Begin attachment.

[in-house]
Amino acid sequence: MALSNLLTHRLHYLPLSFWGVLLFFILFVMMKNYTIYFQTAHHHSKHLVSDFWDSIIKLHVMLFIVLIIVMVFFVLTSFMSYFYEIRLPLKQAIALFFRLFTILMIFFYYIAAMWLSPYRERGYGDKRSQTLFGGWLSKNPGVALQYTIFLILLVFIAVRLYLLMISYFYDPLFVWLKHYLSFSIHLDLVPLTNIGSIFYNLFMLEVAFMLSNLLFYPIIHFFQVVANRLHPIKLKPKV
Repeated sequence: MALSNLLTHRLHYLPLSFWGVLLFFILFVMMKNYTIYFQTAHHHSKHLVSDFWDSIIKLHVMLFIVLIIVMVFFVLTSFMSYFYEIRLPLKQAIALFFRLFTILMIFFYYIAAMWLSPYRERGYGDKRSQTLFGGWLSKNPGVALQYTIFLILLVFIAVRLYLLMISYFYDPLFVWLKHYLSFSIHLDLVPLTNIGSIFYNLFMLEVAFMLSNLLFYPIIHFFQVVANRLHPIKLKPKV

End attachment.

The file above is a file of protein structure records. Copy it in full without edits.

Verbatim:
[in-house]
Amino acid sequence: MALSNLLTHRLHYLPLSFWGVLLFFILFVMMKNYTIYFQTAHHHSKHLVSDFWDSIIKLHVMLFIVLIIVMVFFVLTSFMSYFYEIRLPLKQAIALFFRLFTILMIFFYYIAAMWLSPYRERGYGDKRSQTLFGGWLSKNPGVALQYTIFLILLVFIAVRLYLLMISYFYDPLFVWLKHYLSFSIHLDLVPLTNIGSIFYNLFMLEVAFMLSNLLFYPIIHFFQVVANRLHPIKLKPKV
Repeated sequence: MALSNLLTHRLHYLPLSFWGVLLFFILFVMMKNYTIYFQTAHHHSKHLVSDFWDSIIKLHVMLFIVLIIVMVFFVLTSFMSYFYEIRLPLKQAIALFFRLFTILMIFFYYIAAMWLSPYRERGYGDKRSQTLFGGWLSKNPGVALQYTIFLILLVFIAVRLYLLMISYFYDPLFVWLKHYLSFSIHLDLVPLTNIGSIFYNLFMLEVAFMLSNLLFYPIIHFFQVVANRLHPIKLKPKV